Reg­u­lar den­tal checks are es­sen­tial for good equine health, writes Siob­hán English

Irish Independent - Farming - - HORSES -

GOOD den­tal care is as im­por­tant to your horse’s well-be­ing as your own. Yet many own­ers choose to take short­cuts when it comes to pre­vent­ing dis­ease and en­sur­ing their equines are com­fort­able when they are rid­den.

Not too many of us will visit an un­qual­i­fied ‘hu­man’ den­tist in our life­time, but in the equine world, there are many still will­ing to seek the ser­vices of peo­ple un­qual­i­fied for jobs such as far­ri­ery work and equine den­tistry.

“As an owner, if you are us­ing an equine den­tal tech­ni­cian, you need to make sure they are ei­ther mem­bers of the Bri­tish As­so­ci­a­tion of Equine Den­tal Tech­ni­cians or the World Wide As­so­ci­a­tion of Equine Den­tistry to en­sure they are prop­erly qual­i­fied,” said the for­mer pres­i­dent of the Bri­tish Ve­teri­nary Den­tal As­so­ci­a­tion, Rob Pas­coe.

Un­der the Ve­teri­nary Sur­geons Act 1966, all di­ag­nos­tic and treat­ment pro­ce­dures in the horse’s mouth are acts of ve­teri­nary surgery.

How­ever, there are a lim­ited num­ber of pro­ce­dures that, de­spite be­ing con­sid­ered acts of ve­teri­nary surgery, can be car­ried out by suit­ably qual­i­fied EDTs.

To date, there have been sev­eral routes avail­able to be­come an Equine Den­tal Tech­ni­cian, in­clud­ing pri­vate ap­pren­tice- ships, over­seas train­ing and for­mal ed­u­ca­tion pro­grammes in the UK.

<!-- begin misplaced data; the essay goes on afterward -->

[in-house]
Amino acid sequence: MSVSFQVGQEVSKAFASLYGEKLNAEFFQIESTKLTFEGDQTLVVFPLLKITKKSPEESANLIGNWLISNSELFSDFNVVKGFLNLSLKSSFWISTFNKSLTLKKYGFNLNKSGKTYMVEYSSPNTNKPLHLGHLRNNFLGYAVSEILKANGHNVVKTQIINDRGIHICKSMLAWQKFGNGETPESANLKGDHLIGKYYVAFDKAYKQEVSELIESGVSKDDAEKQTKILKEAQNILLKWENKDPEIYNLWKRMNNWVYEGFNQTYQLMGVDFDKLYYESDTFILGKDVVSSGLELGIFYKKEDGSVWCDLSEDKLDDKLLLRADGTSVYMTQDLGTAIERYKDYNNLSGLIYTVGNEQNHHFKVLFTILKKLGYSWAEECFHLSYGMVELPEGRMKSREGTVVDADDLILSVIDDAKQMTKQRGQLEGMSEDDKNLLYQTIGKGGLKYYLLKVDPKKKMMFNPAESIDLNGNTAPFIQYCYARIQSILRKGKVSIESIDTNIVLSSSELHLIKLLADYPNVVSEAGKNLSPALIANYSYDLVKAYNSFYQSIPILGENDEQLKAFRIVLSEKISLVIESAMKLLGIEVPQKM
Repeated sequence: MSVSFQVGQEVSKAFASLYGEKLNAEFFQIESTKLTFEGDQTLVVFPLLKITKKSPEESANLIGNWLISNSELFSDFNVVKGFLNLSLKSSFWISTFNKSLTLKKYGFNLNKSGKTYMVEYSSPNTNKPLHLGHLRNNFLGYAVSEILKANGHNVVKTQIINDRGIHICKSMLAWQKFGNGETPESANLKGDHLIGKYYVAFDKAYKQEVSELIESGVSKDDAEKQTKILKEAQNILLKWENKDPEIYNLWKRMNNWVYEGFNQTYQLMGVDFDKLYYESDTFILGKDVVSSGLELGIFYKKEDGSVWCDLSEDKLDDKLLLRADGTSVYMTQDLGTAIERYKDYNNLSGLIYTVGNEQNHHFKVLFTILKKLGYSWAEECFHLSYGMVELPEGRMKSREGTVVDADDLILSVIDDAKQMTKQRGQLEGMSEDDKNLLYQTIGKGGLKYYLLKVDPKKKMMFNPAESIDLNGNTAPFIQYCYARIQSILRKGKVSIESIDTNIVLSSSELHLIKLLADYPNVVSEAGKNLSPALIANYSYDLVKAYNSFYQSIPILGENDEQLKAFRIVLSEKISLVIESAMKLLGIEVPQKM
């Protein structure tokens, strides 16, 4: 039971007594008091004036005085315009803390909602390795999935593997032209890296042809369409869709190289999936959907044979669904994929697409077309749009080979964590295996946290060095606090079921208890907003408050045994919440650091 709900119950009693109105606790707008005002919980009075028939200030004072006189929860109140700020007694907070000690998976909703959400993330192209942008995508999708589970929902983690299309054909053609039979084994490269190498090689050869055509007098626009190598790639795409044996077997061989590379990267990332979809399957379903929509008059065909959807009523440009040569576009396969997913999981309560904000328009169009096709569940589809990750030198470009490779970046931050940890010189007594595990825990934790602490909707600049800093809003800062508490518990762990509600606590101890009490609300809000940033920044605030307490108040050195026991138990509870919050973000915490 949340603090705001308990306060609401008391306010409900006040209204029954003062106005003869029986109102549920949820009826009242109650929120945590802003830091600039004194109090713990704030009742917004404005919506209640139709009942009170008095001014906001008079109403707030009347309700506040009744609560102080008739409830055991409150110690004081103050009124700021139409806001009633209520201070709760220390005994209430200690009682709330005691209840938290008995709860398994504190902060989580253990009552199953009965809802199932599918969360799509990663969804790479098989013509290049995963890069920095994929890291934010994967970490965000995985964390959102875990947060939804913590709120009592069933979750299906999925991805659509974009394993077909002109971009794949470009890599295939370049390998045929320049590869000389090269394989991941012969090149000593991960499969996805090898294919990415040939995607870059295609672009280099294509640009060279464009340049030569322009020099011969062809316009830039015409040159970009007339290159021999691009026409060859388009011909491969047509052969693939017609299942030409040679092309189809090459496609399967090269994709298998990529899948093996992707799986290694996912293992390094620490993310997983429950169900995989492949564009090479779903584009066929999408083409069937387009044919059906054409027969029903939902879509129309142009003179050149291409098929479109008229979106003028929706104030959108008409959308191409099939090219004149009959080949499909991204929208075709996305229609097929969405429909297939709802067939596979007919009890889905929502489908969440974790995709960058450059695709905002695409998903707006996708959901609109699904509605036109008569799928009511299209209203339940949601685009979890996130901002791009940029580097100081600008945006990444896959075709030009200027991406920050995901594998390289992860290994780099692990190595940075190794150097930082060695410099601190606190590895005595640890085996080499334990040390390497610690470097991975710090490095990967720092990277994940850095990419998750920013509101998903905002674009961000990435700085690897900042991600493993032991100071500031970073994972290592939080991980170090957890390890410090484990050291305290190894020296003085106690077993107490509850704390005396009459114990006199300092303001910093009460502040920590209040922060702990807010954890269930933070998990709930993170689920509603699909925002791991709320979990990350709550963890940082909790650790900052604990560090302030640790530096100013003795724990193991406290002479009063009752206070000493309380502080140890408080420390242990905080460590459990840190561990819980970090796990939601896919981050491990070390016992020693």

“The term ‘den­tist’ should only be ap­plied to the hu­man field and there is no di­rect equine equiv­a­lent, though vets with diploma level qual­i­fi­ca­tions are the near­est thing,” said Neil Townsend, a spe­cial­ist in equine surgery.

“Only ve­teri­nary sur­geons can ad­min­is­ter treat­ments such as an­tibi­otics and anti-in­flam­ma­to­ries and pro­vide sedation, whether oral or in­tra­venous.”

In re­cent weeks, a new raft of re­sources for both horse own­ers and vet­eri­nar­i­ans un­der­tak­ing oral care on horses is be­ing pro­moted by the Bri­tish Equine Ve­teri­nary As­so­ci­a­tion (BEVA).

The new on­line re­source ex­plains ex­actly what rou­tine den­tistry en­tails and who is qual­i­fied to do what in your horse’s mouth — there are strict reg­u­la­tions lim­it­ing what non­vets can do.

So who should look af­ter my horse’s teeth? By us­ing your ve­teri­nary sur­geon or a den­tal tech­ni­cian who is a mem­ber of the BAEDT, you en­sure your horse re­ceives den­tal care from a prop­erly qual­i­fied in­di­vid­ual who has ap­pro­pri­ate in­sur­ance and is pro­fes­sion­ally reg­u­lated.

In­di­vid­u­als who are not reg­u­lated, or who de­scribe them­selves as ‘equine den­tists’, are not legally al­lowed to un­der­take the same type of den­tal care for your horse.

Pre­ven­tion is al­ways bet­ter than cure, so en­sure that your horse has reg­u­lar den­tal checks. Mon­i­tor­ing your horse for signs of any den­tal dis­com­fort is cru­cial be­ing mind­ful that some horses, even with ad­vanced den­tal dis­ease, will suf­fer in si­lence.

Early de­tec­tion and treat­ment of den­tal ab­nor­mal­i­ties is vi­tal as one prob­lem tends to lead to a va­ri­ety of prob­lems in time, which can be more dif­fi­cult to cor­rect. Some prob­lems may need to be treated over a pe­riod of time rather than at one ex­am­i­na­tion.